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British Columbia’s moose population has been in decline in recent years and the Ministry of Forests, Lands and Natural Resource Operations has started a five-year project that is using radio collars to track about 200 moose.

Rafal Gerszak/The Globe and Mail

Hunters and other outdoor enthusiasts carrying smartphones are sharing data on a real-time map that shows where the best places are to see moose in British Columbia.

The MyMoose app, which appears to have spawned a moose-mapping war with a rival product now under development, was launched in August to test whether "citizen scientists" could provide worthwhile wildlife data.

Now, with a click of your cellphone, you can find out where the most moose are being seen in the province.

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Just in case you need to know – the best area to spot a moose currently is the Thompson Nicola region, around Kamloops, where observers report seeing one every two hours. The place with the most moose is Omineca, an area northwest of Prince George, but spotting one in that vast wilderness takes about four hours.

The MyMoose app was dreamed up by Sean Simmons, publisher of the Angler's Atlas, an old-style catalogue for fishermen that is printed on paper.

Mr. Simmons said he has several hundred people, mostly hunters, now posting MyMoose reports on their smartphones.

"Currently we've got 350 members contributing data and we have almost 1,000 surveys submitted," he said of the project, which is still being developed. "This is our first experiment to see what sort of data we can actually generate."

Mr. Simmons, who had assistance from Simon Fraser University programmers, and graphic designers from the Emily Carr University of Art and Design, says the users are motivated by a desire to help gather meaningful data for wildlife managers.

"They are so committed to this, they will do it just for that reason," he said. "I thought for sure they'd have to get [free] hats or something, but what they say is: 'Assure me that what I'm doing is going to be helpful.'"

British Columbia's moose population has been in decline in recent years and the Ministry of Forests, Lands and Natural Resource Operations has started a five-year project that is using radio collars to track about 200 moose. In addition, provincial wildlife biologists do annual helicopter surveys to keep track of population numbers.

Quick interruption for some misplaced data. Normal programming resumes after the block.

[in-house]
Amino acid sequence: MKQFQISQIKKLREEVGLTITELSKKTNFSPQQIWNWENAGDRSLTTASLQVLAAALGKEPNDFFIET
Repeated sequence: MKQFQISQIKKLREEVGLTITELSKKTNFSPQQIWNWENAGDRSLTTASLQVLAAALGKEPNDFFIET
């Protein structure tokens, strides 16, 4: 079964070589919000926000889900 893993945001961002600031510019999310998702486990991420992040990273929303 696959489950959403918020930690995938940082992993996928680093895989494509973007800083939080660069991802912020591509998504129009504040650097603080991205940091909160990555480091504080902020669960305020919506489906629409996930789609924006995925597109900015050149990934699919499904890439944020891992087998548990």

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But Mr. Simmons said that, with so many hunters and outdoor enthusiasts in the field, it was thought smartphones could be developed as a valuable tool.

He said to get hunters to buy in, the app had to be structured so that the public information wasn't so detailed people could actually use it to hunt.

"It's a very touchy subject," he said. "When we were going through the beta test this summer, we sat down with 60 hunters and outdoor enthusiasts and had them go through every single step of the app. What we learned was, if we release the [specific] locations these people are giving, they will come after us, possibly with guns. So we had to make sure we had a way to protect the [detailed] user data."

Mr. Simmons said detailed GPS information is available for wildlife biologists only.

"The region level data is so broad that you are not going to be able to figure out where the moose are," he said.

Jesse Zeman, resident priority program manager for the B.C. Wildlife Federation, said MyMoose is valuable, but his organization is currently working with the province to develop a separate app.

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"As a conservation organization, our objective is to support the monitoring of wildlife populations and [MyMoose] is an innovative way to do it," he said. "But we are supporting the province in the creation of a [different] app to do that."

Mr. Zeman said he couldn't discuss the alternate app, but it will be modelled on a smartphone survey developed for hunters in Alberta.

In an e-mail, B.C. government spokesman Greig Bethel said the province "is working with the B.C Wildlife Federation and the Habitat Conservation Trust Foundation to develop a tool to engage hunters and other members of the public in supporting wildlife research."

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